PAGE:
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Report: Multiple options to bring child tax credit benefits to Ohioans

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Posted at 6:52 AM, Nov 29, 2022
and last updated 2022-11-29 06:52:51-05

The following article was originally published in the Ohio Capital Journal and published on under a content-sharing agreement.

In a new analysis, an Ohio think tank urges more investment in child tax credits, and sees at least two ways to do so and increase economic security for thousands of families across the state.

Advocates have consistently pushed to return to the pandemic-era federal child tax credit, and in a new report, Policy Matters Ohio’s Will Petrik laid out two different options that could be used for an expanded child tax credit in Ohio specifically.

“Rising costs, largely unmatched by rising wages, also make it harder for families to get by,” Petrik wrote.

Petrik proposed two refundable state tax credits to benefit children in families with income below $85,000, the top of the $65,000 to $85,000 range at which the child tax credits phase out.

The two options mentioned by Petrik were an age-differentiated tax refund that would allow a larger credit for children 0 to age 5 at a maximum of $1,000 for each child, and another “flat tax refund” that would provide a maximum credit of $700 per child younger than 18, along with an average annual tax refund of $1,063 per family.

“While neither of these options would totally eliminate economic insecurity and childhood poverty in Ohio or cover the full cost to raise a child, both options would put more money back in the pockets of families and increase the economic security of thousands of families across the state,” Petrik wrote.

Policy Matters said they are calling on the governor and the General Assembly to “take action and pass a thriving families tax credit.”

It’s not clear that will happen, especially with the end of the year taken up by a lame-duck session that will include attempts to finalize already-introduced legislation.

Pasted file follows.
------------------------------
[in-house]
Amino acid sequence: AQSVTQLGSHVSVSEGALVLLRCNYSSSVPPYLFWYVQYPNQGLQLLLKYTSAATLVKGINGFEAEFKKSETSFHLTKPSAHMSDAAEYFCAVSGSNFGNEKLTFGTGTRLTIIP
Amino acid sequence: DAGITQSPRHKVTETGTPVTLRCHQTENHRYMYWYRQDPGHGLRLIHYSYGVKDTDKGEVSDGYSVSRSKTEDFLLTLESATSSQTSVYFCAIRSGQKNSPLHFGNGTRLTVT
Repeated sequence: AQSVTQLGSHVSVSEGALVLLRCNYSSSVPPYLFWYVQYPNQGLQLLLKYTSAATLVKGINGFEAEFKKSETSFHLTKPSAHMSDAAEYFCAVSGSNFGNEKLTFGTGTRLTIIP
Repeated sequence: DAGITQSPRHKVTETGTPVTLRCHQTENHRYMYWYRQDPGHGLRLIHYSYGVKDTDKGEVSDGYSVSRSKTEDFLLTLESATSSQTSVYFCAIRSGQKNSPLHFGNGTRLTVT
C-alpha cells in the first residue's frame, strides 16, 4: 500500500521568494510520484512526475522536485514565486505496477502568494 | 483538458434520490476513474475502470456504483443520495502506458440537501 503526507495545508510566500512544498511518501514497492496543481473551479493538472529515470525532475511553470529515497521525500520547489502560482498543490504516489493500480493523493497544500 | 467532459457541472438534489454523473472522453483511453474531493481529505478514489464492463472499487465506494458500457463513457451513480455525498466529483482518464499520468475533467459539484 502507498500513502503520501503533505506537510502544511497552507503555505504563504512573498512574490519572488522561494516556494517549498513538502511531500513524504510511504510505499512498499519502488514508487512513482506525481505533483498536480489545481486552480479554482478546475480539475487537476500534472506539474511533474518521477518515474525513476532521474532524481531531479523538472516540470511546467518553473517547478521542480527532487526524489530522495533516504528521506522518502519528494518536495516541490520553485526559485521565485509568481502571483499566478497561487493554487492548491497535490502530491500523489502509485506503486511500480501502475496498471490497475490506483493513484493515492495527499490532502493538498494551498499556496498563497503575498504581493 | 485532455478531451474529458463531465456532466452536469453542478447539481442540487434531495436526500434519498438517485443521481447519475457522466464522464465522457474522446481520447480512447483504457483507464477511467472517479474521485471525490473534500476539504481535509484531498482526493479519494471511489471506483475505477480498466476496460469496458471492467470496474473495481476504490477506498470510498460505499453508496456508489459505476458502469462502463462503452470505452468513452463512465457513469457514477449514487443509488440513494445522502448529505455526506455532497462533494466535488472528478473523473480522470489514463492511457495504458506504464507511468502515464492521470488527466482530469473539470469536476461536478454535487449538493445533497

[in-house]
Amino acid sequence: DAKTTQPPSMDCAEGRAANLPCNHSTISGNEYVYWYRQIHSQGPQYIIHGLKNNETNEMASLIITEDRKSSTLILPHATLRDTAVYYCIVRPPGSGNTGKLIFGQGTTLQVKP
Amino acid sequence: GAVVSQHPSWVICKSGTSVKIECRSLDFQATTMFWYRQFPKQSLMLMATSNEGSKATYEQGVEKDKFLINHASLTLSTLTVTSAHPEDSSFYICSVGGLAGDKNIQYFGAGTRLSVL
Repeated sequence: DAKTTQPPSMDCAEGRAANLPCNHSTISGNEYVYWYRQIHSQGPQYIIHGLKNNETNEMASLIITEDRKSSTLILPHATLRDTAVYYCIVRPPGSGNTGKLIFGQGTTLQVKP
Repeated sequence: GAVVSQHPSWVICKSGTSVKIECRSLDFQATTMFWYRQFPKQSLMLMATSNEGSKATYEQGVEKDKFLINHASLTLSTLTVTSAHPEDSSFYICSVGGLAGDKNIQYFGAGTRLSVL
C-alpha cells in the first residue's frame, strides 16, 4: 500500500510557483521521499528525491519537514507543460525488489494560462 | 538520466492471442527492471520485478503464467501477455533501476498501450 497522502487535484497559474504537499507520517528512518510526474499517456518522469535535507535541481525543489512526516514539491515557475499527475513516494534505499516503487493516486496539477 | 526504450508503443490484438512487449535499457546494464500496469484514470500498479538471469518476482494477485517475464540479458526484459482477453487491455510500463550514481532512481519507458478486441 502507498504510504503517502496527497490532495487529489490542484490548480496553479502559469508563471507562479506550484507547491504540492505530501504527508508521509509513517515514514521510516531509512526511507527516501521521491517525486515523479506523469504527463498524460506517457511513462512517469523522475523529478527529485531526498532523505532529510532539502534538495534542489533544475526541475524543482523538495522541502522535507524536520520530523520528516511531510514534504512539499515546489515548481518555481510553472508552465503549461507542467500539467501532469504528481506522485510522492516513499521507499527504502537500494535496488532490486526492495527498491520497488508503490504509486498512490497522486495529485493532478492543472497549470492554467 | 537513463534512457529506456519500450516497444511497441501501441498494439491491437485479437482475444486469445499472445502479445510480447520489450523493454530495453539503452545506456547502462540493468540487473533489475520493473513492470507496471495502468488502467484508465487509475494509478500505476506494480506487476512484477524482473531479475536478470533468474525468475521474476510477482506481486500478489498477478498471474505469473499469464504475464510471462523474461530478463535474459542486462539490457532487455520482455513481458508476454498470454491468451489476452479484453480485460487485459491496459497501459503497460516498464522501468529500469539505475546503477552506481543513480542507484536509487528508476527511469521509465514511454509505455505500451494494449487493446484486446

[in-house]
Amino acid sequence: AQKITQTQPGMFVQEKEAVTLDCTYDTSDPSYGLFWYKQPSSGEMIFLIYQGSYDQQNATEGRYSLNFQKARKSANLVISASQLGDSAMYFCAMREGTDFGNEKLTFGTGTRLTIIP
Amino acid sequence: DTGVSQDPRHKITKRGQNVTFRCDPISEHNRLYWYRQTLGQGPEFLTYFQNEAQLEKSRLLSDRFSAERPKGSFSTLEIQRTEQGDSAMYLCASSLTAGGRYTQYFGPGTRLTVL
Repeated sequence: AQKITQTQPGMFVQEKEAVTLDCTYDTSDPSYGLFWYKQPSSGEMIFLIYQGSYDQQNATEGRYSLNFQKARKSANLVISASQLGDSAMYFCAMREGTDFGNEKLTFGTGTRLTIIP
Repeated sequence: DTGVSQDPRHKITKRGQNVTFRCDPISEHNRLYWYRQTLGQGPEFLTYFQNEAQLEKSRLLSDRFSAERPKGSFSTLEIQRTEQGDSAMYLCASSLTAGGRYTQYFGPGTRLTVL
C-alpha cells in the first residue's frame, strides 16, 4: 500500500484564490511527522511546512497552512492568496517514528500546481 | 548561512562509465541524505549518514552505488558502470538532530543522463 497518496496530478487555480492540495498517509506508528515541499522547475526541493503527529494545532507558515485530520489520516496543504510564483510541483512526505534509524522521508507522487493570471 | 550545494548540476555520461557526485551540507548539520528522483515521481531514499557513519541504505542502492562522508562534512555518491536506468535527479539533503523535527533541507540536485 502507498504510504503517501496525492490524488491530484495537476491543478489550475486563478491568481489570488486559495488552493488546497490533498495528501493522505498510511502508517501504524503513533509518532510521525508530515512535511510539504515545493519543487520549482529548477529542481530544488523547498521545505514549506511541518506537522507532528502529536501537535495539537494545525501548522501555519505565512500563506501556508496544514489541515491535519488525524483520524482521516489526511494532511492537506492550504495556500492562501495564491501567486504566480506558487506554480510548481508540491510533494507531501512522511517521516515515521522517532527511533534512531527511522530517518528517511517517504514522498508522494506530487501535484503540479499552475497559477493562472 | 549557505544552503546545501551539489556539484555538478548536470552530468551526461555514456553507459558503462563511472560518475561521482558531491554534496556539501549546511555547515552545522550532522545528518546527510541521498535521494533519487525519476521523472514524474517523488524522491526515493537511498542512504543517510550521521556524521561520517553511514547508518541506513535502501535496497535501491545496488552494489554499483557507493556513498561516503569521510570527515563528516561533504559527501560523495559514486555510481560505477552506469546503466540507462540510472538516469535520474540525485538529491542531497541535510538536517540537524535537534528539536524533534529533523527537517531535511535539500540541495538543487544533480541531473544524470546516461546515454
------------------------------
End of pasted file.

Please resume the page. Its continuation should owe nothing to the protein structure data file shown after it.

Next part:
According to the Bureau of Labor Statistics, consumer prices were up more than 9% from June 2021 to the same time this year, representing the largest increase since the Reagan administration.

The biggest percent increase was in the energy sector, up 41.6%, while food prices went up 10.4%.

As prices rose, 18.2% of Ohio children lived in poverty in 2021, the analysis said, amounting to an estimated 464,000 children.

Under the federal expanded child tax credit that expired in January, households who made $150,000 or less received $3,600 in per-child tax credits for children under 6, and $3,000 per child for those between ages 6 and 17.

“The policy change had an immediate impact on children and families across the nation,” Petrik wrote in his analysis. “In Ohio, more families could pay for groceries, rent, gas, child care and other necessities.”

The tax credit caused child poverty to drop nationally to a record low of 5.2%, according to the Center on Budget and Policy Priorities.

Making the credit available once again “would substantially lower poverty, reducing the number of children living in a family with income below the poverty line by roughly 16%,” the center stated in a recent report.

“Living in a family with income below the poverty line as a child is associated with lower levels of educational attainment, poorer health in adulthood, and lower earnings,” the center said in their research.